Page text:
In theory, I understand the allure of investing in a downtrodden company such as United Airlines (NASDAQ:UAL) stock. But in this case, I just don’t agree with it.
The conventional thought for people who chase depressed names is that there’s no better time to buy a stock than when it’s at a bottom. They reason that there’s nowhere to go but up. Surely, they assume, the stock will generate plenty of juicy returns if only we hold on to it long enough.
Of course, that’s the same thinking that’s gotten investors in danger gambling with GameStop (NYSE:GME) and AMC Entertainment (NYSE:AMC).
Granted, it’s great to get a name when the stock is at a low point. I’ve done it myself. But the trick to being a savvy investor is the ability to determine which companies are ready for a rebound.
In the case of UAL stock, the rebound is still distant on the horizon.
UAL Stock at a Glance
United Airlines is showing some signs of life these days. But don’t let that fool you.
The stock is up about 20% so far on a year-to-date basis as novel coronavirus vaccinations begin to work their way into people’s arms. Bullish investors are hoping that people will be more comfortable traveling again, soon. They want business travelers to pack their suitcases and start flying around the country.
While the 20% growth may seem impressive, remember that before the pandemic, UAL stock was trading at more than $90. It still has a long way to go to even come close to regaining those losses.
Earnings from the fourth quarter of 2020 didn’t help. UAL reported revenue of $3.41 billion, which missed analysts’ expectations of $3.47 billion. Earnings were a massive loss of $7 per share, which was worse than the -$6.56 estimate that analysts had posted.
A year ago, UAL stock had positive earnings of $2.67 per share. The turnaround has been staggering.
Honestly, a company is in wretched shape when analysts expect a loss of more than $6 per share – and the company fails to clear even the lowest of expectations. It was a bad day for UAL stock.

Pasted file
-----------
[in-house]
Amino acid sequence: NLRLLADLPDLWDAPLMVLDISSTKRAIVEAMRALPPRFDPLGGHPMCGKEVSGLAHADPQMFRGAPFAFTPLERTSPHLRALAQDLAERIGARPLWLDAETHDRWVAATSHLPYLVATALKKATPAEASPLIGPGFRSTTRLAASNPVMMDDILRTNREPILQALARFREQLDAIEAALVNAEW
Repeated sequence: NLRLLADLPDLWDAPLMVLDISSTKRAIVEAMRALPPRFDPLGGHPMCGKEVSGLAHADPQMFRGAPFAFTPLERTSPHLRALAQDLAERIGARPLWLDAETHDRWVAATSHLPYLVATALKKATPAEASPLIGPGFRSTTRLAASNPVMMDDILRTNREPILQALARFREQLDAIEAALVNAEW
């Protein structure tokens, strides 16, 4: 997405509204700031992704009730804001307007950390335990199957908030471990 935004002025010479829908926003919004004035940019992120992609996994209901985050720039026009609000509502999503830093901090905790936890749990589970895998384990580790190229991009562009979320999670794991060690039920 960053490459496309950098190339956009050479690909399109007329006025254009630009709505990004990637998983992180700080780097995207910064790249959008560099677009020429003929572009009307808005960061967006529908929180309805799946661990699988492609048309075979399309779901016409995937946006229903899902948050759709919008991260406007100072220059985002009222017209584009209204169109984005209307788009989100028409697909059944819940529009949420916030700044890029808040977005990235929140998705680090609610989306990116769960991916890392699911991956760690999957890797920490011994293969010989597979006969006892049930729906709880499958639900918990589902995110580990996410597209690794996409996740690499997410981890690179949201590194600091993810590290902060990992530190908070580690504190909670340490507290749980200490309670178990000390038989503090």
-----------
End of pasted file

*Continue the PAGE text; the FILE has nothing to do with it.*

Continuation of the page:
More Troubles for United
Talk about a bad situation becoming worse. It’s been less than a month since a notable incident in Colorado put United Airlines back in an unwanted spotlight.
An engine powering a United Airlines jet broke apart in midair over a town near Denver. A fan blade ripped off, shearing a second blade. The engine’s outer covering came off the jet and crashed into a residential neighborhood. It’s a miracle that nobody was hurt.
Early indications are that “damage consistent with metal fatigue” was the culprit. Apparently, it’s one of a string of similar problems with that engine type and aircraft types in recent years.
It may very well turn out that United Airlines is as much as a victim as anyone else from the mishap. But that doesn’t keep United from being affected by the bad publicity from such an occurrence.
It’s the last thing the struggling airliner needed.
Business Travel Is a Problem
As I mentioned in a recent article, United Airlines will continue to be wounded by the drop in business travel since the Covid-19 pandemic began.
Investors may delude themselves into believing that business travelers will start flying again soon. But that’s dangerous thinking.
Business travel is expensive. Before the pandemic, it accounted for as much as 70% of airline revenue. But it only generated 30% of the bookings.
Obviously, the profit margin in business travel is much greater than the margin for leisure travelers.
But during the pandemic, businesses turned to video conferences to get work done when travel was not an option. Videoconferencing is a lot cheaper than even the cheapest business class airline ticket. I don’t see business owners who are watching the bottom line to sign off on travel when a videoconference is an effective option.
The Bottom Line
It’s certainly possible that UAL stock will show some modest increases this year. But it’s not a strong bet.
United Airlines made ends meet in 2020 on government CARES Act funding. It borrowed billions of dollars to stay afloat, and it’s still putting together quarters where it posts losses of $7 per share.
If Bill Gates is right in saying that a sizable portion of business travel will never come back, then airline stocks such as United have a long, slow road ahead of them to regain profitability.
There are better ways to make money with a depressed company than UAL stock. This is one you should avoid.
UAL stock has an “F” grade in my Portfolio Grader, where it has a strong sell rating.
On the date of publication, neither Louis Navellier nor the InvestorPlace Research Staff member primarily responsible for this article held (either directly or indirectly) any positions in the securities mentioned in this article.
Louis Navellier had an unconventional start, as a grad student who accidentally built a market-beating stock system — with returns rivaling even Warren Buffett. In his latest feat, Louis discovered the “Master Key” to profiting from the biggest tech revolution of this (or any) generation.